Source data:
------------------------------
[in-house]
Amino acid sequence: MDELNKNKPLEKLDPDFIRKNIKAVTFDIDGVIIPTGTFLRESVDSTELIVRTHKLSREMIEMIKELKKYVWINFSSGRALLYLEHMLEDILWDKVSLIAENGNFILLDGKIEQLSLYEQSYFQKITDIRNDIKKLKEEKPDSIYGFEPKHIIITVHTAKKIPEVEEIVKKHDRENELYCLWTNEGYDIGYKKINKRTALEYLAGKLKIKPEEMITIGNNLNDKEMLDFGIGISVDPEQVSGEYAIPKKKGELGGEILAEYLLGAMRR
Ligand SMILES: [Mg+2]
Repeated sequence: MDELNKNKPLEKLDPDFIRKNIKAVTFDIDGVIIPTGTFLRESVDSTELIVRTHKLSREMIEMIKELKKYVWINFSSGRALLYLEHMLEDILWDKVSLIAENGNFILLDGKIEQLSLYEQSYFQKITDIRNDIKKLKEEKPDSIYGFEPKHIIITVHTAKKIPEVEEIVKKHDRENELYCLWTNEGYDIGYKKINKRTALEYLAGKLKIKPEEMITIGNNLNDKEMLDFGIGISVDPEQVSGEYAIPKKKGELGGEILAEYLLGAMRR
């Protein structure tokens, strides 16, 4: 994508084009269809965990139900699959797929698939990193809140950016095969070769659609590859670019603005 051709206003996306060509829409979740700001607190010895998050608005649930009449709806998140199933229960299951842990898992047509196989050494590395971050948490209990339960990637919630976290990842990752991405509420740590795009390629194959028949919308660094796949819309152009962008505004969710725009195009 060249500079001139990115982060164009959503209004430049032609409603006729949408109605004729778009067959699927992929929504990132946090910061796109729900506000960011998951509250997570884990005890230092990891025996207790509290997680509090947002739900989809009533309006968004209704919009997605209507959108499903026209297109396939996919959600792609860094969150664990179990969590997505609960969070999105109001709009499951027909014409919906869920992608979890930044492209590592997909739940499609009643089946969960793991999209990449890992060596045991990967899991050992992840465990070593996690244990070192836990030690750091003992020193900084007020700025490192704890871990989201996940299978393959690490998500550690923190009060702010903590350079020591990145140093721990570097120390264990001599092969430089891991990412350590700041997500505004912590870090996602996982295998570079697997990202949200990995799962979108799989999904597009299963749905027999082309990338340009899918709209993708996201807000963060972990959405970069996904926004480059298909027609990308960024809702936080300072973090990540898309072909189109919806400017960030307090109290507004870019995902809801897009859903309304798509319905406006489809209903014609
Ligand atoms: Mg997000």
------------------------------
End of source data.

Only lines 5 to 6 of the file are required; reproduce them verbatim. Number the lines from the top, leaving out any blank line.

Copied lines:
């Protein structure tokens, strides 16, 4: 994508084009269809965990139900699959797929698939990193809140950016095969070769659609590859670019603005 051709206003996306060509829409979740700001607190010895998050608005649930009449709806998140199933229960299951842990898992047509196989050494590395971050948490209990339960990637919630976290990842990752991405509420740590795009390629194959028949919308660094796949819309152009962008505004969710725009195009 060249500079001139990115982060164009959503209004430049032609409603006729949408109605004729778009067959699927992929929504990132946090910061796109729900506000960011998951509250997570884990005890230092990891025996207790509290997680509090947002739900989809009533309006968004209704919009997605209507959108499903026209297109396939996919959600792609860094969150664990179990969590997505609960969070999105109001709009499951027909014409919906869920992608979890930044492209590592997909739940499609009643089946969960793991999209990449890992060596045991990967899991050992992840465990070593996690244990070192836990030690750091003992020193900084007020700025490192704890871990989201996940299978393959690490998500550690923190009060702010903590350079020591990145140093721990570097120390264990001599092969430089891991990412350590700041997500505004912590870090996602996982295998570079697997990202949200990995799962979108799989999904597009299963749905027999082309990338340009899918709209993708996201807000963060972990959405970069996904926004480059298909027609990308960024809702936080300072973090990540898309072909189109919806400017960030307090109290507004870019995902809801897009859903309304798509319905406006489809209903014609
Ligand atoms: Mg997000």